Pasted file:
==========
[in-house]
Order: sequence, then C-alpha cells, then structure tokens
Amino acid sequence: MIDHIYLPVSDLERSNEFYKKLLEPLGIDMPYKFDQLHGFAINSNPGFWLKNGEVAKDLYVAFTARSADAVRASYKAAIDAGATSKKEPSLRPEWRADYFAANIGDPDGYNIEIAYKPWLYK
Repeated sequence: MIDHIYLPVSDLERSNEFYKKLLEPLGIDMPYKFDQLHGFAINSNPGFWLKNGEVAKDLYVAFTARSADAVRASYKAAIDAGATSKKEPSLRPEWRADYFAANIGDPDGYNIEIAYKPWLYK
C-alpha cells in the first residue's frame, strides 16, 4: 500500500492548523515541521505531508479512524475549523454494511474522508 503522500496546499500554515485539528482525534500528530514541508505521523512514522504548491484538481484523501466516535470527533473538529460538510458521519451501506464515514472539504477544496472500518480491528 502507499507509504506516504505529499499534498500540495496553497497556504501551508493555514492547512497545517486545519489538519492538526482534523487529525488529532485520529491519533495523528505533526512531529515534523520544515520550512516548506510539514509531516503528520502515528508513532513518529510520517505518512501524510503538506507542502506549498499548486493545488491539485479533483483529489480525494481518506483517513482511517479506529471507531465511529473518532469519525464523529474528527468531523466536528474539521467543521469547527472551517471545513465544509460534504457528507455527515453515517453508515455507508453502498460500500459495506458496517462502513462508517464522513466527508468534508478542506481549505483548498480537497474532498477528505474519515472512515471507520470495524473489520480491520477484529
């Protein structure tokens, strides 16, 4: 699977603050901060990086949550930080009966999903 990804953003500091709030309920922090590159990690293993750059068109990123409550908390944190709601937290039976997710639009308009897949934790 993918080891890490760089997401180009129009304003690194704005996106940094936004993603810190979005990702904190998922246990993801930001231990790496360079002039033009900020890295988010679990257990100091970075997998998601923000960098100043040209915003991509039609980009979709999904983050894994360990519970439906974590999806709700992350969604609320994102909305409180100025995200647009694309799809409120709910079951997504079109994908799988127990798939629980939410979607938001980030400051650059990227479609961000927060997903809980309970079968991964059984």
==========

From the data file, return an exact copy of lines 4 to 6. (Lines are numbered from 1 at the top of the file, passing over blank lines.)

Repeated sequence: MIDHIYLPVSDLERSNEFYKKLLEPLGIDMPYKFDQLHGFAINSNPGFWLKNGEVAKDLYVAFTARSADAVRASYKAAIDAGATSKKEPSLRPEWRADYFAANIGDPDGYNIEIAYKPWLYK
C-alpha cells in the first residue's frame, strides 16, 4: 500500500492548523515541521505531508479512524475549523454494511474522508 503522500496546499500554515485539528482525534500528530514541508505521523512514522504548491484538481484523501466516535470527533473538529460538510458521519451501506464515514472539504477544496472500518480491528 502507499507509504506516504505529499499534498500540495496553497497556504501551508493555514492547512497545517486545519489538519492538526482534523487529525488529532485520529491519533495523528505533526512531529515534523520544515520550512516548506510539514509531516503528520502515528508513532513518529510520517505518512501524510503538506507542502506549498499548486493545488491539485479533483483529489480525494481518506483517513482511517479506529471507531465511529473518532469519525464523529474528527468531523466536528474539521467543521469547527472551517471545513465544509460534504457528507455527515453515517453508515455507508453502498460500500459495506458496517462502513462508517464522513466527508468534508478542506481549505483548498480537497474532498477528505474519515472512515471507520470495524473489520480491520477484529
């Protein structure tokens, strides 16, 4: 699977603050901060990086949550930080009966999903 990804953003500091709030309920922090590159990690293993750059068109990123409550908390944190709601937290039976997710639009308009897949934790 993918080891890490760089997401180009129009304003690194704005996106940094936004993603810190979005990702904190998922246990993801930001231990790496360079002039033009900020890295988010679990257990100091970075997998998601923000960098100043040209915003991509039609980009979709999904983050894994360990519970439906974590999806709700992350969604609320994102909305409180100025995200647009694309799809409120709910079951997504079109994908799988127990798939629980939410979607938001980030400051650059990227479609961000927060997903809980309970079968991964059984």